2.50
Hdl Handle:
http://hdl.handle.net/10755/157386
Type:
Presentation
Title:
ME AND MY KIDS: A TRANSMETHODOLOGICAL STUDY OF WOMEN'S ADDICTION
Abstract:
ME AND MY KIDS: A TRANSMETHODOLOGICAL STUDY OF WOMEN'S ADDICTION
Conference Sponsor:Western Institute of Nursing
Conference Year:2010
Author:Vandermause, Roxanne, PhD, CARN
P.I. Institution Name:Washington State University College of Nursing
Title:Assistant professor
Contact Address:103 E. Spokane Falls Blvd., Spokane, WA, 99005, USA
Co-Authors:Carrie Santucci; Pauline Sameshima; Sheila Kearney-Converse; Linda Kittell
ME AND MY KIDS: A TRANSMETHODOLOGICAL STUDY OF WOMEN'S ADDICTION
PURPOSES/AIMS: The purpose of this transmethodological exploration was to inspire nursing practitioners and educators to think about new ways to approach women in addiction, to stimulate thinking about relevant preventive interventions, and to raise awareness about addiction among diverse groups. Specific aims were to: 1) illuminate common experiences associated with the onset, duration and impetus for recovery in three women following their methamphetamine addiction, and 2) generate thematic and artistic interpretations that represent these common experiences in novel ways.
RATIONALE/CONCEPTUAL BASIS/BACKGROUND: Methamphetamine (meth) addiction can produce devastating consequences to persons and communities. Women's addiction is particularly grievous because of the potential harm to children. This, along with the rising prevalence of meth use in women, prioritizes methamphetamine addiction among serious threats to the health of women and communities. National groups call for attention to prevention and treatment but community level receptivity and understanding is lacking. The voices of women who have experienced addiction and recovery are absent from many educational and social discourses. Blending the sciences and humanities in a novel project, this research resulted in new understandings about the experience of addiction and recovery unique to women. Such understandings can reshape practitioner and community responses. This presentation exemplifies a methodological approach that could be usefully applied to other complex, socially-embedded health care problems.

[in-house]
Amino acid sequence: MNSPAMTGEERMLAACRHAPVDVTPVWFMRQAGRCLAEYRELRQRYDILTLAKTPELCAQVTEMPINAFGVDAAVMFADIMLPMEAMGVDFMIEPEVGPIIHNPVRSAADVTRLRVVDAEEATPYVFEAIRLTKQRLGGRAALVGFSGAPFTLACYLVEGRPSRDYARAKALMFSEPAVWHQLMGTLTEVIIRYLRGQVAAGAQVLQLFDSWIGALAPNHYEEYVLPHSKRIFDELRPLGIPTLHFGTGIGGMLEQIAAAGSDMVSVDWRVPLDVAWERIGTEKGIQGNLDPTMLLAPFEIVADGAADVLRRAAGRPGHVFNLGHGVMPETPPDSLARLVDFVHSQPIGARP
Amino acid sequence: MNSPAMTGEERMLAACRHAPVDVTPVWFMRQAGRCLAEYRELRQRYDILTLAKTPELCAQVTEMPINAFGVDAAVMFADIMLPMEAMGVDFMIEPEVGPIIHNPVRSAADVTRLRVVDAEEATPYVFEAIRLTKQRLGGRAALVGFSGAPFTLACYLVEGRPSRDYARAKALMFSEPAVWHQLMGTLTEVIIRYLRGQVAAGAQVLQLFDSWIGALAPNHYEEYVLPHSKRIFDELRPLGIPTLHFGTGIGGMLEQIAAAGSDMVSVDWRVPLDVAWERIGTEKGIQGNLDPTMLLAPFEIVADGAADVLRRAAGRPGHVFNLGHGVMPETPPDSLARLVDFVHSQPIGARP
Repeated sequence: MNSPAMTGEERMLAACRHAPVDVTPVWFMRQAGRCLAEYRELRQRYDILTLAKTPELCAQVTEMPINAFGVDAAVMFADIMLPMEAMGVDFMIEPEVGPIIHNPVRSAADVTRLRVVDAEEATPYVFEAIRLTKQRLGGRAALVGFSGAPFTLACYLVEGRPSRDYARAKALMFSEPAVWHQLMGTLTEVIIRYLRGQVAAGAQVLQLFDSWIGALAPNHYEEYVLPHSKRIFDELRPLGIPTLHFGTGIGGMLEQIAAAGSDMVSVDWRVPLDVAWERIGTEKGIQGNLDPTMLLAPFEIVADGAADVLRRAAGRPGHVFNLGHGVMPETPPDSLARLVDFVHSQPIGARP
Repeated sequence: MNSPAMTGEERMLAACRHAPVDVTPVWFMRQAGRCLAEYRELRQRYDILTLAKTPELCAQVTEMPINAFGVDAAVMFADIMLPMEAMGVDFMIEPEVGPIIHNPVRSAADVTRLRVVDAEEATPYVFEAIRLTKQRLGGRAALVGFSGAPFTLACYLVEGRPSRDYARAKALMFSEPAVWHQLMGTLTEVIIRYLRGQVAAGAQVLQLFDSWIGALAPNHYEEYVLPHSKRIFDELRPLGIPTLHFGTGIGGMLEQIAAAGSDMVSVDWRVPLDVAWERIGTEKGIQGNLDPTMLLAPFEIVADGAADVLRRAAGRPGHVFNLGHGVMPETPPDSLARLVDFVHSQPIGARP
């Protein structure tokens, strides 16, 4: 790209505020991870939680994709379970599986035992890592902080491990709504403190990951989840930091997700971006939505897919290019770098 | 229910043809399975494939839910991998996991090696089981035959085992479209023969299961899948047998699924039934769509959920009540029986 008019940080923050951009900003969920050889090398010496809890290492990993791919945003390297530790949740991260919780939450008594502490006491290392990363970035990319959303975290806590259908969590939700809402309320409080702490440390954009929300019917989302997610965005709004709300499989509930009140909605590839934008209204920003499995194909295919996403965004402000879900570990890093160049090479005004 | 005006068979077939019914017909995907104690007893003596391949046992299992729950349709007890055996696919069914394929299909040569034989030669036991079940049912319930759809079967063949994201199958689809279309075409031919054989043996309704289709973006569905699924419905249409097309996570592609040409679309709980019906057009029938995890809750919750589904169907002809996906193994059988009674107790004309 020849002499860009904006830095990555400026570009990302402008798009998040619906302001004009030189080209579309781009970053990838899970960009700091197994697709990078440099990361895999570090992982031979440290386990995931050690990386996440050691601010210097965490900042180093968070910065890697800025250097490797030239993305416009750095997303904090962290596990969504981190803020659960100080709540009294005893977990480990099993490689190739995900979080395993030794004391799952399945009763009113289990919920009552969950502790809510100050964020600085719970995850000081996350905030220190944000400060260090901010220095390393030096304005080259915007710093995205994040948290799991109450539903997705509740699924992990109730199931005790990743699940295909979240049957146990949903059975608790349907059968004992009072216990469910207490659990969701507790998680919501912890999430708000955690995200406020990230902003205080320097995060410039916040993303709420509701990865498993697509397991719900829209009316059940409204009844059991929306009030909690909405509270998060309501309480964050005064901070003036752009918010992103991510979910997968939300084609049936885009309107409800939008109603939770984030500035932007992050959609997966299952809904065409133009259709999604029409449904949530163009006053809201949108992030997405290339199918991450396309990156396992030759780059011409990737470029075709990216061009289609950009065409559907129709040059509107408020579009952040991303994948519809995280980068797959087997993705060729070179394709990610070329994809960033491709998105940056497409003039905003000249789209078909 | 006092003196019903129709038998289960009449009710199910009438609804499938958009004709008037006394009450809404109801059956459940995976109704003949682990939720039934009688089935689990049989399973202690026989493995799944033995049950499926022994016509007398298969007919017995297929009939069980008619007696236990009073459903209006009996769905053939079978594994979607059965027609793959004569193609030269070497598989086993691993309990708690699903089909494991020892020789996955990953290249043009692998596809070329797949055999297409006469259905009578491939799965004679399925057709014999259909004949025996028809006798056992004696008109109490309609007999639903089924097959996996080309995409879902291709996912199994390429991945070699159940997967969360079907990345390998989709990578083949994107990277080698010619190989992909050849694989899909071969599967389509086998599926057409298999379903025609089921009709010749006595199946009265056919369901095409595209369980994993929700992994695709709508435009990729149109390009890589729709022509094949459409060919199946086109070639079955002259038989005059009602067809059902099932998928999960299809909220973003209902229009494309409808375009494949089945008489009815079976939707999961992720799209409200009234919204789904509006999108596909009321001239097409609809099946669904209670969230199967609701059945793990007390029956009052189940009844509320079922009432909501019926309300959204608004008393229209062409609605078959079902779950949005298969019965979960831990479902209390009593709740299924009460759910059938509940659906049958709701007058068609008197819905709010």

METHODS: This interpretive methodology, grounded in hermeneutic and arts-informed research methods, evolved from an interdisciplinary collaboration of scholars in Nursing, English, Teaching and Learning, Music, Visual and Performing Arts. Each discipline offered analytical input and guiding interpretive processes. This presentation focuses on the hermeneutic findings, presented as patterns and themes and augmented by artistic renderings, resulting from the analysis of repeated in-depth audiorecorded interviews with three women in recovery.